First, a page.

Corvette Extraction: Seven Down, One to Go
The 2009 1.5 Millionth Corvette is now out of the sinkhole at the National Corvette Museum in Bowling Green.
The milestone car becomes the seventh Corvette to be retrieved from the 50-foot sinkhole that swallowed eight cars on display February 12.
The 1.5 Millionth had not been seen since the collapse, and excavation and metal detectors had been unsuccessful in locating it. Crews found signs of the car during the retrieval process of the Spyder earlier this week.
Initial attempts to pull the car free were to no avail as a large rock appeared to be wedging the rear of the car in the dirt. “Originally, we thought we had to remove the boulder itself to free the vehicle,” Zach Massey, Project Manager with Scott, Murphy and Daniel Construction said in a news release. “But we were able to free the 1.5 without addressing the boulder as it turned out it was not directly resting on the car, which was a great advantage to us.”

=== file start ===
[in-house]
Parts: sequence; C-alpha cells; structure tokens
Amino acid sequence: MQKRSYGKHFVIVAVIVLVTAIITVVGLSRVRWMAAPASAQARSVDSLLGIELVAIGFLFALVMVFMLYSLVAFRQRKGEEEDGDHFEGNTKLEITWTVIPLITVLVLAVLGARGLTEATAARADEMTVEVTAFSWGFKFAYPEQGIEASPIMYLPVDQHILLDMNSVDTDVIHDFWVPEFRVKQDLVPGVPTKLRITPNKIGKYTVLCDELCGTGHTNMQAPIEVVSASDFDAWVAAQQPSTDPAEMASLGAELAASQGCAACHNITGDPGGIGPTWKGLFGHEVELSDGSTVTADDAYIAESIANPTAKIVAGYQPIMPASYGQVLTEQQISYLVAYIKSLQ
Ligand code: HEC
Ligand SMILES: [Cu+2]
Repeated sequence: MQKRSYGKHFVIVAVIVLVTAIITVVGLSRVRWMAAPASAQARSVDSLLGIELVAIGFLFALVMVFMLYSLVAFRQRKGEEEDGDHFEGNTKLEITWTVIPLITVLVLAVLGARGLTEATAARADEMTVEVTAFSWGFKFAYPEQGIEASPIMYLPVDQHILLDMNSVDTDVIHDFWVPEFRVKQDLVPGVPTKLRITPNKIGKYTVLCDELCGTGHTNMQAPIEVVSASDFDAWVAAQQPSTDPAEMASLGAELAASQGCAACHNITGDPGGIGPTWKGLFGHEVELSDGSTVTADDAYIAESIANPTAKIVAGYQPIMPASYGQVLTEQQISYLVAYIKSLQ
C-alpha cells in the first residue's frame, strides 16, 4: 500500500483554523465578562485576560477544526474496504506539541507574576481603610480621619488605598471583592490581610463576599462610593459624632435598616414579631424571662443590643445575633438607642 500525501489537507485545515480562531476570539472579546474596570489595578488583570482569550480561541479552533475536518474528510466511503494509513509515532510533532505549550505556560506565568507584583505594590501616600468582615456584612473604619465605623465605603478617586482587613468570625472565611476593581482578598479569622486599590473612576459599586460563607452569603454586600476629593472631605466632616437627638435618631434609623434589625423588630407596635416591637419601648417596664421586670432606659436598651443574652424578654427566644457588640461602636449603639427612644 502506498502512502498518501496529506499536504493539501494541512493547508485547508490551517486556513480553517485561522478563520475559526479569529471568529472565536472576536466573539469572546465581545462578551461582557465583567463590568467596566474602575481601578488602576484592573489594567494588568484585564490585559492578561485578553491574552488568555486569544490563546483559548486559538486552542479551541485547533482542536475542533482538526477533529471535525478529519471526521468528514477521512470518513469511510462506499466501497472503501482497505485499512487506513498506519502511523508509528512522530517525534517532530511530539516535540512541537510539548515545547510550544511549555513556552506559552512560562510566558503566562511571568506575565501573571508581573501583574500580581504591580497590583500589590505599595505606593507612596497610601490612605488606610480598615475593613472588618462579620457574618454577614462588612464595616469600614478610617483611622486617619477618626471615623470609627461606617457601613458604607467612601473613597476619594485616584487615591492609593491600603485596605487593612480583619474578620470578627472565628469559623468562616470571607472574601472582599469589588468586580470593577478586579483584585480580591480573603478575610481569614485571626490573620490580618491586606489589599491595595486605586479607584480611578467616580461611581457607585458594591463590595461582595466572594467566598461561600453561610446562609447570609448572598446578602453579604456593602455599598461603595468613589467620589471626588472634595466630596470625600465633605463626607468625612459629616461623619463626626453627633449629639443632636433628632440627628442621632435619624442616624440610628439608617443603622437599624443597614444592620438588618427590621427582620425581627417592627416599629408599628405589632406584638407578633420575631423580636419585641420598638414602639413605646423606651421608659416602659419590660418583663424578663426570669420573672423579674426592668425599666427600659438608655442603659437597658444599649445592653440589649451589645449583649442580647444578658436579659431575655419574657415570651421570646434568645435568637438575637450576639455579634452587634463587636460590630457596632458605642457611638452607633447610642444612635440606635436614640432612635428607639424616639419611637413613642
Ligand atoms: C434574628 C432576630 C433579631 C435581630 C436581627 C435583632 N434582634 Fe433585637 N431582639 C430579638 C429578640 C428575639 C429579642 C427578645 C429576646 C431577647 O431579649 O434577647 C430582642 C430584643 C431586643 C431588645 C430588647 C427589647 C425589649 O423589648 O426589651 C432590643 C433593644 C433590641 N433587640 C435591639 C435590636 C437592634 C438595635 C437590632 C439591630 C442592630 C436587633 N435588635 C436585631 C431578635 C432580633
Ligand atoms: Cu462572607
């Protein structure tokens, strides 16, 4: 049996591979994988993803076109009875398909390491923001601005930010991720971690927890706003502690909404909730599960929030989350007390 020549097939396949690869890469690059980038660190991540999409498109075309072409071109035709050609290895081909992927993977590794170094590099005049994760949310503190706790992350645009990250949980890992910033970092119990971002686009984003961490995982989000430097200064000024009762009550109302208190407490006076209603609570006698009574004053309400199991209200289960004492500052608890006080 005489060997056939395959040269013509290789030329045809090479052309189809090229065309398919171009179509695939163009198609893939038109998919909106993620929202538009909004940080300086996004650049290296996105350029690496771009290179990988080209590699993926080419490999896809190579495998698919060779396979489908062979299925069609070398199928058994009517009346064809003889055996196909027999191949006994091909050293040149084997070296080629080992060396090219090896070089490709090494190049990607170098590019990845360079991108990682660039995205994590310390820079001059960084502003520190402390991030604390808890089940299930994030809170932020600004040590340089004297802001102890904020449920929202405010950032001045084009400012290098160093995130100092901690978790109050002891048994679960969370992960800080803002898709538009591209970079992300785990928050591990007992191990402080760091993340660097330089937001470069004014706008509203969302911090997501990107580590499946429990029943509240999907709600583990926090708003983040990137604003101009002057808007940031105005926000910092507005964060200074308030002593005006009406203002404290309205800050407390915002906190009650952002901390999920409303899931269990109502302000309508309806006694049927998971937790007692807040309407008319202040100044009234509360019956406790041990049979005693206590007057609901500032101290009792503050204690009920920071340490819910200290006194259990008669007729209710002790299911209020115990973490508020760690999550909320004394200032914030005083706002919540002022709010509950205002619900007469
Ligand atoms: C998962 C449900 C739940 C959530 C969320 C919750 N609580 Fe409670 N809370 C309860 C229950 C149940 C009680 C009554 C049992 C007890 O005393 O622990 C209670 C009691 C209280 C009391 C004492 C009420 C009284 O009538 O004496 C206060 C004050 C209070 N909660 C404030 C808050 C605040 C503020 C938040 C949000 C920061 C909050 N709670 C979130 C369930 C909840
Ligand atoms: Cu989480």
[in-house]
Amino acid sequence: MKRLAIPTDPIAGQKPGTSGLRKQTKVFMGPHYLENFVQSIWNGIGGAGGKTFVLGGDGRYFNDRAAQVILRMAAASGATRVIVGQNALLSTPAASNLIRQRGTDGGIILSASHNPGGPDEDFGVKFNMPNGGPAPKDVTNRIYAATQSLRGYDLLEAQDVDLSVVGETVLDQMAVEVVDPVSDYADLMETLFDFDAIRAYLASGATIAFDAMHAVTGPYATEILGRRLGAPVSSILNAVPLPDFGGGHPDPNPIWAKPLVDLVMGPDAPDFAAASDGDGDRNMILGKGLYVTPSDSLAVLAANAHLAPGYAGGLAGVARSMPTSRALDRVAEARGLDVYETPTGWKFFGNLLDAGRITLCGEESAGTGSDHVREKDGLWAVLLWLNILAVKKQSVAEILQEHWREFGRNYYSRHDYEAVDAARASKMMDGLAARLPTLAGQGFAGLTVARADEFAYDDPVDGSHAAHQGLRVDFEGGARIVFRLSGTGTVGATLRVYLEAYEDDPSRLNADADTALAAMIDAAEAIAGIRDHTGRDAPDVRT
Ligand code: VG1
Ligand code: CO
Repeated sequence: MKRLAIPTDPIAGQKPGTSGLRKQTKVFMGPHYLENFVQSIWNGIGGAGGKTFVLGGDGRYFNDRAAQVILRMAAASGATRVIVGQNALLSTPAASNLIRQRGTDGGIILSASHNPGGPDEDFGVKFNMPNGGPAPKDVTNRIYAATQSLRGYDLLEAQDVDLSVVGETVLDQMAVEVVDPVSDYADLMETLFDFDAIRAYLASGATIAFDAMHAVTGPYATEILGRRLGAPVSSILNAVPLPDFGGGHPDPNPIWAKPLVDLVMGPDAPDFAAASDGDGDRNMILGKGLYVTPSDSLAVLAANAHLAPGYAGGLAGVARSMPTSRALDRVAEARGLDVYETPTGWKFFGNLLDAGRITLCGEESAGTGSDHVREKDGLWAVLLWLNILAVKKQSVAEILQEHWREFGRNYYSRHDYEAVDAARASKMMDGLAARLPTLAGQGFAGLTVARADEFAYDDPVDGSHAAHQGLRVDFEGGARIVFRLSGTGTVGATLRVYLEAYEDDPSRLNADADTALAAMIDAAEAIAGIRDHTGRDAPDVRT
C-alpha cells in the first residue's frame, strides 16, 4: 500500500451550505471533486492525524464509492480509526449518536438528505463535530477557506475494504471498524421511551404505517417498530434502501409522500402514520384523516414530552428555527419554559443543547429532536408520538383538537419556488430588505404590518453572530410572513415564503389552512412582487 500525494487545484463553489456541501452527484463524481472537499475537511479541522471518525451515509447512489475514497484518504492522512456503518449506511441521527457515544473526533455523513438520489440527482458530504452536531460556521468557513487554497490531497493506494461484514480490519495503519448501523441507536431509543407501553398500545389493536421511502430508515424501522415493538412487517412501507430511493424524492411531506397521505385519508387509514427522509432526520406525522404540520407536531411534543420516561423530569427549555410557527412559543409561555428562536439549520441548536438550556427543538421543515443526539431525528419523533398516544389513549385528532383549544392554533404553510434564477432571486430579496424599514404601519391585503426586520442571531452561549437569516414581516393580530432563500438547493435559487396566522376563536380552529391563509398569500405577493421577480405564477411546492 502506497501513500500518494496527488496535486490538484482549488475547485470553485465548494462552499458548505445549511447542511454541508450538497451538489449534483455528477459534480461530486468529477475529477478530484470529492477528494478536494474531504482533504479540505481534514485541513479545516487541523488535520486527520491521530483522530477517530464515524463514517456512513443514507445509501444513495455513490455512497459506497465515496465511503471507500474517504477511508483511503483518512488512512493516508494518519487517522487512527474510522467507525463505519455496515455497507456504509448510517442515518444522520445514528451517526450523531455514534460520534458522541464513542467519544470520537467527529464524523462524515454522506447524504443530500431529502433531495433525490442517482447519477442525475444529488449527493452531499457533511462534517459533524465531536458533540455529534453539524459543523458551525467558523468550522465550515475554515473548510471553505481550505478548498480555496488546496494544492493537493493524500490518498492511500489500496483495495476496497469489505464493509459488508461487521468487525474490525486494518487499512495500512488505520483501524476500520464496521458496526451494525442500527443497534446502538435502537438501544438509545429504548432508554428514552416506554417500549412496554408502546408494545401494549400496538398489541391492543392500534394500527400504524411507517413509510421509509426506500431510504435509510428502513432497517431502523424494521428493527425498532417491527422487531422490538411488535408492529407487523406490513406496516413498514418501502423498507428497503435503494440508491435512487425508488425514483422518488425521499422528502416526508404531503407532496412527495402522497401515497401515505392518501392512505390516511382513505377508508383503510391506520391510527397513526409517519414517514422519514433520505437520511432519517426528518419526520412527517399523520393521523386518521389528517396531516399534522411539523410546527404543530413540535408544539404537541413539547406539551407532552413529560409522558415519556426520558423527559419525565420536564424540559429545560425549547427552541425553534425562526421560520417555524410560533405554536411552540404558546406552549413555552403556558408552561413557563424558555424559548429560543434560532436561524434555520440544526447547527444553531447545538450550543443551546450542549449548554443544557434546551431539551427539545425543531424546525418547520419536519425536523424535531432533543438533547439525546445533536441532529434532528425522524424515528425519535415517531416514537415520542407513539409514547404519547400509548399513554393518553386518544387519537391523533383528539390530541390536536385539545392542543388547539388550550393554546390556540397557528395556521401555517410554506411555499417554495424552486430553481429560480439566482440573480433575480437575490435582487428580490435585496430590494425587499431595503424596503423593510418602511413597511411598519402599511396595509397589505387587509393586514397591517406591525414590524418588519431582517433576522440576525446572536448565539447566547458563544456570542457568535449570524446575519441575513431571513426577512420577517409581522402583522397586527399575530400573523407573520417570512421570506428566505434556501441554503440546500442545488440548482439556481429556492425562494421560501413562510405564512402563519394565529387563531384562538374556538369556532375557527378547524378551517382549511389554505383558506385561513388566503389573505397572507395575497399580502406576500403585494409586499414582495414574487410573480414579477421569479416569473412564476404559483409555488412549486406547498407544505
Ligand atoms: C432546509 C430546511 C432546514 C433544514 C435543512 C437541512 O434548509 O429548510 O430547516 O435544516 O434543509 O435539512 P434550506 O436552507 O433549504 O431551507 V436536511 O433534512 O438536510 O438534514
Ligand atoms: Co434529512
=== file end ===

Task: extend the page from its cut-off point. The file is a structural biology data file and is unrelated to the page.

The 1.5 Millionth built in Bowling Green in 2009, is a white convertible with red interior. It was patterned after the first 300 Corvettes built in 1953 in Flint, Michigan.
The final Corvette to be removed is the 2001 Mallett Hammer Z-06, which so far, has not been seen. Crews are probing and excavating the area for any signs of the car.
All the "sinkhole Corvettes" will be on display in the museum's exhibit hall through August 3 when they will be moved to the restored Skydome. The cars will remain on display there through the museum's 20th anniversary celebration in late August. After that, the Corvettes will head to Michigan for restoration.